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C O N T E N T S.
PART I. OF
F the Nature and Object of the Philosophy of the Human Mind, Page 1
Section I.-Of the Utility of the Philosophy of the Human Mind,
II. Continuation of the fame Subject,
Section I.-Of the Theories which have been formed by Philofophers, to ex
plain the Manner in which the Mind perceives external Objects,
63 II.-Of certain natural Prejudices, which seem to have given rise to the common Theories of Perception,
71 III.-Of Dr. Reid's Speculations on the Subject of Perception, IV.-Of the Origin of our Knowledge,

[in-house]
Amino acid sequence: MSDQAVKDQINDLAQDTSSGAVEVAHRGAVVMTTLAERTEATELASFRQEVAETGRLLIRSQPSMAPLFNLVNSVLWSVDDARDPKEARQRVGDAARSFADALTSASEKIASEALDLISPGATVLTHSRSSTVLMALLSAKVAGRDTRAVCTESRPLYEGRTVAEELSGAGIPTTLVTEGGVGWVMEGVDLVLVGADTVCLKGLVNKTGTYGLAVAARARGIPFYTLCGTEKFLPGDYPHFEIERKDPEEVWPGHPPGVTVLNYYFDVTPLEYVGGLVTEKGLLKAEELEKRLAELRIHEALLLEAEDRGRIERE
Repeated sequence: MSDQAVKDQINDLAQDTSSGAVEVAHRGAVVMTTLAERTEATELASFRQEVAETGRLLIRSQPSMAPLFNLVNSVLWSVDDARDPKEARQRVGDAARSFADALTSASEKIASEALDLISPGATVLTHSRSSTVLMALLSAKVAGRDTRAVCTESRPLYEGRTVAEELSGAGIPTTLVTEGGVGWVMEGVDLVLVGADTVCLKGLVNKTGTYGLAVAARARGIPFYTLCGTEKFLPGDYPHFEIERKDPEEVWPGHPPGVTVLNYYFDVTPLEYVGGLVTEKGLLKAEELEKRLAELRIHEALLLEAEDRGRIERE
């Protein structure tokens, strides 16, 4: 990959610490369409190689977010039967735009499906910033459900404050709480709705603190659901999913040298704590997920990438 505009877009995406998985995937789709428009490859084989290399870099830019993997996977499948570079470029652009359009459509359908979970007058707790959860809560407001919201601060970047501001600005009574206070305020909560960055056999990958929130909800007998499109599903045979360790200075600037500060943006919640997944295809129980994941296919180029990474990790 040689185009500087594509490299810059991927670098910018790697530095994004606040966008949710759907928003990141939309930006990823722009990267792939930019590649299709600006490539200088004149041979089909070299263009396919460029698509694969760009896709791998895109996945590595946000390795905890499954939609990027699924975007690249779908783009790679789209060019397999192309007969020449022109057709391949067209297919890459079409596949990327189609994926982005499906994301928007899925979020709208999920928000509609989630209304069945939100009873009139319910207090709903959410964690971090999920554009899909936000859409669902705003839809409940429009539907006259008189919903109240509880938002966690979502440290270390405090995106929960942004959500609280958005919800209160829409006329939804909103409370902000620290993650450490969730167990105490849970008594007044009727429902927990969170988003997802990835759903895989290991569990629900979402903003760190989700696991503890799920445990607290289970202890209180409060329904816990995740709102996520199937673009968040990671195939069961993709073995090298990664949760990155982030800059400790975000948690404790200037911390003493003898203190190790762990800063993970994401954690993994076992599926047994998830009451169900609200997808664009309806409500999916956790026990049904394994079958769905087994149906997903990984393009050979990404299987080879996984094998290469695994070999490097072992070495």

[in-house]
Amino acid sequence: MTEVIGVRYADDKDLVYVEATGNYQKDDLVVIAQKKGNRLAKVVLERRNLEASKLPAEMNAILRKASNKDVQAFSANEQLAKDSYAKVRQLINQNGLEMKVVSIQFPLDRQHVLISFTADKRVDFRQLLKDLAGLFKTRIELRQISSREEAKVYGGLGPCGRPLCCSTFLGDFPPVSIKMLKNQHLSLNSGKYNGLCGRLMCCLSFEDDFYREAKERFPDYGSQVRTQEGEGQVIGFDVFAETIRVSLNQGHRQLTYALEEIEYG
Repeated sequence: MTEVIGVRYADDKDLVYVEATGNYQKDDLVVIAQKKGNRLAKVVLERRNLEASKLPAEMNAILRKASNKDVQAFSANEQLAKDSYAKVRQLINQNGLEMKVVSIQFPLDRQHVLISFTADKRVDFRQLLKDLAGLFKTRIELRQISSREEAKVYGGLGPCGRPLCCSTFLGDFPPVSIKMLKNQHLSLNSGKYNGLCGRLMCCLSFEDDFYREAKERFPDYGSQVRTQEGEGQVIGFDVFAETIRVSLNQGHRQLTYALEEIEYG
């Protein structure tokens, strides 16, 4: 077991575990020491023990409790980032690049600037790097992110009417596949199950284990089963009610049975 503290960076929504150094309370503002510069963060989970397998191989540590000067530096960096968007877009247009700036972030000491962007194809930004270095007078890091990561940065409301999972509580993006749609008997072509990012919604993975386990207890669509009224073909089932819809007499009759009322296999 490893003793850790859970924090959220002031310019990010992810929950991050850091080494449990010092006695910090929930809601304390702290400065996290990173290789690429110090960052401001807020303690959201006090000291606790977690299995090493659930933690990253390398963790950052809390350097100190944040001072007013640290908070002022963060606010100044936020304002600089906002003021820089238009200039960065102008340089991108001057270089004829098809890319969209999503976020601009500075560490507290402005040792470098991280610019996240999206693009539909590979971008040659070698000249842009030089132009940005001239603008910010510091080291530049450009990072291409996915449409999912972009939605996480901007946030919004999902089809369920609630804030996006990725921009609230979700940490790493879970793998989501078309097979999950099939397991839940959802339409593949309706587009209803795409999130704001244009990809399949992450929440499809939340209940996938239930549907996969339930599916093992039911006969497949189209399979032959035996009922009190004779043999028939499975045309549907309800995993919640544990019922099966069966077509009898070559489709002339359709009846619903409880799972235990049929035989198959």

PAR T I.
of the Nature and Object of the Philosophy of the Human
HE prejudice which is commonly entertained against Introduction.
metaphysical speculations seems to arise chiefly from two causes : First, from an apprehension that the subjects about which they are employed, are placed beyond the reach of the human faculties; and, Secondly, from a belief that these subjects have no relation to the business of life.
The frivolous and absurd discussions which abound in the writings of moft Metaphysical authors, afford but too many arguments in justification of these opinions; and if such difcussions were to be admitted as a fair specimen of what the huB